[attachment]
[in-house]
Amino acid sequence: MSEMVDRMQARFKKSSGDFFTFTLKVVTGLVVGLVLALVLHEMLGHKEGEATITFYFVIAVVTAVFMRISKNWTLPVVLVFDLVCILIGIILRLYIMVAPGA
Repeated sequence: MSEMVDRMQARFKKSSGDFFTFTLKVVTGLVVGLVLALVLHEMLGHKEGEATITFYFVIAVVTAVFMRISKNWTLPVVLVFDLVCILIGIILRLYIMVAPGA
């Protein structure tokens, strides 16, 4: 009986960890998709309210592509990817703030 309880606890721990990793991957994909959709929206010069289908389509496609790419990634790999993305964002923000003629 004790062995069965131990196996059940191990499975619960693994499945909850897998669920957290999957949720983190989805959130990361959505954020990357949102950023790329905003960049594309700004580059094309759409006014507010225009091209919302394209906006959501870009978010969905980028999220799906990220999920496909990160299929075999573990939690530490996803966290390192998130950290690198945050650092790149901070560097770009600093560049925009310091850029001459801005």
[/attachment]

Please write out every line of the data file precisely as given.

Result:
[in-house]
Amino acid sequence: MSEMVDRMQARFKKSSGDFFTFTLKVVTGLVVGLVLALVLHEMLGHKEGEATITFYFVIAVVTAVFMRISKNWTLPVVLVFDLVCILIGIILRLYIMVAPGA
Repeated sequence: MSEMVDRMQARFKKSSGDFFTFTLKVVTGLVVGLVLALVLHEMLGHKEGEATITFYFVIAVVTAVFMRISKNWTLPVVLVFDLVCILIGIILRLYIMVAPGA
């Protein structure tokens, strides 16, 4: 009986960890998709309210592509990817703030 309880606890721990990793991957994909959709929206010069289908389509496609790419990634790999993305964002923000003629 004790062995069965131990196996059940191990499975619960693994499945909850897998669920957290999957949720983190989805959130990361959505954020990357949102950023790329905003960049594309700004580059094309759409006014507010225009091209919302394209906006959501870009978010969905980028999220799906990220999920496909990160299929075999573990939690530490996803966290390192998130950290690198945050650092790149901070560097770009600093560049925009310091850029001459801005």